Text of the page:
DCSIMG

Fishing and Shooting: One old cock went forward and was shot by three people

  • by Alastair Robertson
 

Three men enjoy a last-gasp shoot of the winter season

AS no one has asked me to shoot partridges in Morocco or sand grouse in Egypt, my shooting season this winter ended on 31 January with our traditional knockabout walk-up, which consists of surrounding a quarry owned by a cousin in the hope of finding a pheasant, scouring two small mixed plantations and trying to get through a completely collapsed and windblown bit of forestry. There are a couple of other bits we had in mind, but the widow who owns them and is in theory very happy to let us shoot it, decided this year to put a ban on hen pheasants and woodcock, which I strongly suspect is a completely pointless, if well meant, conservation measure.

The chances of three men and two dogs seeing, let alone shooting, even a quarter of the wild game on 100 acres are pretty poor. We ringed the disused quarry, now full of whins and gorse with a few young trees round the edge, and sent in a son and Crumpet the working cocker. Alf and another cousin guarded the outer fringes while I was sent to stand in the middle. Absolutely nothing happened until the last moment, when we were unloading and a huge cock cackled out over my head and flew safely into the cemetery across the river. During the general cursing a hen flew out of the whins and disappeared in the same direction, unharmed.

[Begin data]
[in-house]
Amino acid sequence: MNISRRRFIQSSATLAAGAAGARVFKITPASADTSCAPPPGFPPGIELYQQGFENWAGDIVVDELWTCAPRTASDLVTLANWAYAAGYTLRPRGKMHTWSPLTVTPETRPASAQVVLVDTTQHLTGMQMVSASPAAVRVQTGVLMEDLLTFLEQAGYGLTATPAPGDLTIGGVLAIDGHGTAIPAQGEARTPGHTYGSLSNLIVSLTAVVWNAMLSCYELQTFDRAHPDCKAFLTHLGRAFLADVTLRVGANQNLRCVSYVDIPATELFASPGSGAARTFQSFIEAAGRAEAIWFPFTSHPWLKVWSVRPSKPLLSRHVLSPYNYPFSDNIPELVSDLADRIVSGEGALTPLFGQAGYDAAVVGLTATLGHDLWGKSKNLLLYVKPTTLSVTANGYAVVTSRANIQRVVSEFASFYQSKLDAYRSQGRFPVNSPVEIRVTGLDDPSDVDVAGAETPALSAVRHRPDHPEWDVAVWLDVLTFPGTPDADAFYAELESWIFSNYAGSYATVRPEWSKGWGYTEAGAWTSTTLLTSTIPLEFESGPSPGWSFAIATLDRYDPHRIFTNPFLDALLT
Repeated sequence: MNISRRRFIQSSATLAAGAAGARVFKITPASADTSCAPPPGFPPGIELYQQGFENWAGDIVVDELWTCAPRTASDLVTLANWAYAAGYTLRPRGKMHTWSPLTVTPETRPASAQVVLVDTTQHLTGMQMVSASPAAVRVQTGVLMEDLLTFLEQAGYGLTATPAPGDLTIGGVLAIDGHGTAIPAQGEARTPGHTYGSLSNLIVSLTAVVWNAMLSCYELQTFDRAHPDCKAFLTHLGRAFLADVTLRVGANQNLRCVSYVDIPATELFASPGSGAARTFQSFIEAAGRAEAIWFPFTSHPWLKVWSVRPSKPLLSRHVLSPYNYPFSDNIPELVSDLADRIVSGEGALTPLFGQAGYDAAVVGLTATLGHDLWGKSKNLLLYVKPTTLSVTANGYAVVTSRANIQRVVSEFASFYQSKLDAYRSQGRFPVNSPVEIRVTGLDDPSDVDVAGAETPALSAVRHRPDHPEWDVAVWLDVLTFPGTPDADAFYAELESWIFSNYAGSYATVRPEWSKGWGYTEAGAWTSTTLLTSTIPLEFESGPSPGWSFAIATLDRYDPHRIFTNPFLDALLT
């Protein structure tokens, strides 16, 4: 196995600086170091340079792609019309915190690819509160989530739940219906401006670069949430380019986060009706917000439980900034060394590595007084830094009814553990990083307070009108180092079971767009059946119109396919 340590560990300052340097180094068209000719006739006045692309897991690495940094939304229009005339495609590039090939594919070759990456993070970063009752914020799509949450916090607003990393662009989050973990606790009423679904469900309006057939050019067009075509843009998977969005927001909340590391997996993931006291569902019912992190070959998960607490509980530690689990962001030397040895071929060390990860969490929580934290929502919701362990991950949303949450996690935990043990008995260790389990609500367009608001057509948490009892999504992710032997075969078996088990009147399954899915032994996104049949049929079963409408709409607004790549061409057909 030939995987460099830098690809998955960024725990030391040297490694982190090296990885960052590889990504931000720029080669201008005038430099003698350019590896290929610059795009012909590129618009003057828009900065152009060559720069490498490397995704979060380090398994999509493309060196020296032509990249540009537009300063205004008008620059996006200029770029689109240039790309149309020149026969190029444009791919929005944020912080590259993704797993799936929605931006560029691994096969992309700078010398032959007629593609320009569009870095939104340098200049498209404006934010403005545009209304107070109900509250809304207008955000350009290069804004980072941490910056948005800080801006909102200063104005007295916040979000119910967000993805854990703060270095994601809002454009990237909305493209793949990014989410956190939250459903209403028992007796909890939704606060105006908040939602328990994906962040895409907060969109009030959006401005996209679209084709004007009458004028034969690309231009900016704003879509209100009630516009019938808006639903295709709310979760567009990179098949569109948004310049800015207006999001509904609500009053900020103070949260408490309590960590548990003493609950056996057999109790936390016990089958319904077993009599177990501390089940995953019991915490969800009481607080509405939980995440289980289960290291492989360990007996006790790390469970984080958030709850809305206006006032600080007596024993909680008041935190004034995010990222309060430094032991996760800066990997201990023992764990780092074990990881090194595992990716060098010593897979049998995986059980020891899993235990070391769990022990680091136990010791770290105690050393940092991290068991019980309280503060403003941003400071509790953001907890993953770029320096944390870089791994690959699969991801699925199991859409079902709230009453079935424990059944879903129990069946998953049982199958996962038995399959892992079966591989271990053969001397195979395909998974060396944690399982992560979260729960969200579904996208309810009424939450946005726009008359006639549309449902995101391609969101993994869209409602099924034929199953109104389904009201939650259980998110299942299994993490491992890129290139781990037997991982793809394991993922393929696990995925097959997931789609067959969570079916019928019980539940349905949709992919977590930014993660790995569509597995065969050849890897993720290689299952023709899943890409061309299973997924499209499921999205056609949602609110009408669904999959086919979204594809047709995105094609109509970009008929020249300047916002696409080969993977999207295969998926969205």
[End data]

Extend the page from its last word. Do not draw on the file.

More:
On the strips of young trees we did better. There is generally nothing there. But on this occasion the Hydro were drinking tea in their Land Rovers on the road above and must have acted as stops to prevent any birds running out of the cover as we approached. Out of these two unpromising strips came three hens and a cock. One fell the wrong side of the river, but the dogs found it almost immediately.

On the semi-felled forestry, a nightmare of broken and partly felled Sitka all at 45 degrees, two birds went out at the top almost immediately. One old cock went forward and was shot by three people.

Down at the river at about midday we decided to wait for half an hour to see if the ducks would turn up. We suspect they live on a small lake in the grounds of a very sumptuous mansion owned by our local self-made millionaire, who is thought to feed them in the late morning, but in so doing puts them off the lake and down to the river. About 30 came storming over, turned and, clearly spooked, speeded up downriver, rising as they went. We got three. Crumpet and Mango the retriever, who seldom retrieves anything, headed them off downstream and came back with two. Crumpet went back for the third washed into the far bank. How do dogs know how to do that?

 

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